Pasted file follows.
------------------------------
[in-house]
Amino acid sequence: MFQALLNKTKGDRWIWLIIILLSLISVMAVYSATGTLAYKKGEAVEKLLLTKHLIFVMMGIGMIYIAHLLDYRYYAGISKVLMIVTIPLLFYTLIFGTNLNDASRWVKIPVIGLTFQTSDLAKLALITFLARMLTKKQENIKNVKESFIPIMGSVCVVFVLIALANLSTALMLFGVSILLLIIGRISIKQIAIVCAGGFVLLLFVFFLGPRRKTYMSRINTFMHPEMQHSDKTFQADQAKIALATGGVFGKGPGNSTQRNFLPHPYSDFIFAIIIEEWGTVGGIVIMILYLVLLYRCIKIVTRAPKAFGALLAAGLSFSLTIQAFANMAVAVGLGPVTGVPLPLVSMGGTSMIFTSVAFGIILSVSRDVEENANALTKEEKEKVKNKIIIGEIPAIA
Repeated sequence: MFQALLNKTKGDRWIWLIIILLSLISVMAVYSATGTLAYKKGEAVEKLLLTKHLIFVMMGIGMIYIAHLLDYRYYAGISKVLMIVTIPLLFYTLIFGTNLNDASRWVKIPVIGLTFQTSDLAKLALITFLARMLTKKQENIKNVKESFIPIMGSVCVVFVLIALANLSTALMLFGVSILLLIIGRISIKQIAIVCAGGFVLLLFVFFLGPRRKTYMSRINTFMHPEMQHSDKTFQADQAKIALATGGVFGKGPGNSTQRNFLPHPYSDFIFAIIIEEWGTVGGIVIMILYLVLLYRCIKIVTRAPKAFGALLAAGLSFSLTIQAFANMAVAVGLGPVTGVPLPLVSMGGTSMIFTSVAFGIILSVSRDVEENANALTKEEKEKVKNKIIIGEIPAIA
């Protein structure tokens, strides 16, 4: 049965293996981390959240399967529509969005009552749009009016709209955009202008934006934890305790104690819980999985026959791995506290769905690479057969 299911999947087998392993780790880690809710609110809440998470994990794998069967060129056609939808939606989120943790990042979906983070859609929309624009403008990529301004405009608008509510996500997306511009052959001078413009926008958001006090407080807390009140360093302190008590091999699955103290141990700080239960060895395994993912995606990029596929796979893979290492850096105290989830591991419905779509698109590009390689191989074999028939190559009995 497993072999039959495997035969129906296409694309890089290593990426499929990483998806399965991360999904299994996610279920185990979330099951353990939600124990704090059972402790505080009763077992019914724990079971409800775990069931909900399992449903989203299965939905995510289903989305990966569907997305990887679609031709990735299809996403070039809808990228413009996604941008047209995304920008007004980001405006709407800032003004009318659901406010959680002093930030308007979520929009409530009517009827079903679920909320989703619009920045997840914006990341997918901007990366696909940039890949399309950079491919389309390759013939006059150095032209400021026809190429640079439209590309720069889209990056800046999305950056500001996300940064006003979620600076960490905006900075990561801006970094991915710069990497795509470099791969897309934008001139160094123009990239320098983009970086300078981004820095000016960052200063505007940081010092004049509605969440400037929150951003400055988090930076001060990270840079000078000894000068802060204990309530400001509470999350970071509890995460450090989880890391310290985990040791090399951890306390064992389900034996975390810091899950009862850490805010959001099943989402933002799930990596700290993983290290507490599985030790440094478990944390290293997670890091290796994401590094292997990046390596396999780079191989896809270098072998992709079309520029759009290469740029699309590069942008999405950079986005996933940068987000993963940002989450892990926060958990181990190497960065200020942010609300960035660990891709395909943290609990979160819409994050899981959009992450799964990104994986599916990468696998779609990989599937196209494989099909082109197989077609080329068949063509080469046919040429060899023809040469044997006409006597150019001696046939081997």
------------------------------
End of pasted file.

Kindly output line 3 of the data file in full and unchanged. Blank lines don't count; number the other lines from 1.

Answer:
Repeated sequence: MFQALLNKTKGDRWIWLIIILLSLISVMAVYSATGTLAYKKGEAVEKLLLTKHLIFVMMGIGMIYIAHLLDYRYYAGISKVLMIVTIPLLFYTLIFGTNLNDASRWVKIPVIGLTFQTSDLAKLALITFLARMLTKKQENIKNVKESFIPIMGSVCVVFVLIALANLSTALMLFGVSILLLIIGRISIKQIAIVCAGGFVLLLFVFFLGPRRKTYMSRINTFMHPEMQHSDKTFQADQAKIALATGGVFGKGPGNSTQRNFLPHPYSDFIFAIIIEEWGTVGGIVIMILYLVLLYRCIKIVTRAPKAFGALLAAGLSFSLTIQAFANMAVAVGLGPVTGVPLPLVSMGGTSMIFTSVAFGIILSVSRDVEENANALTKEEKEKVKNKIIIGEIPAIA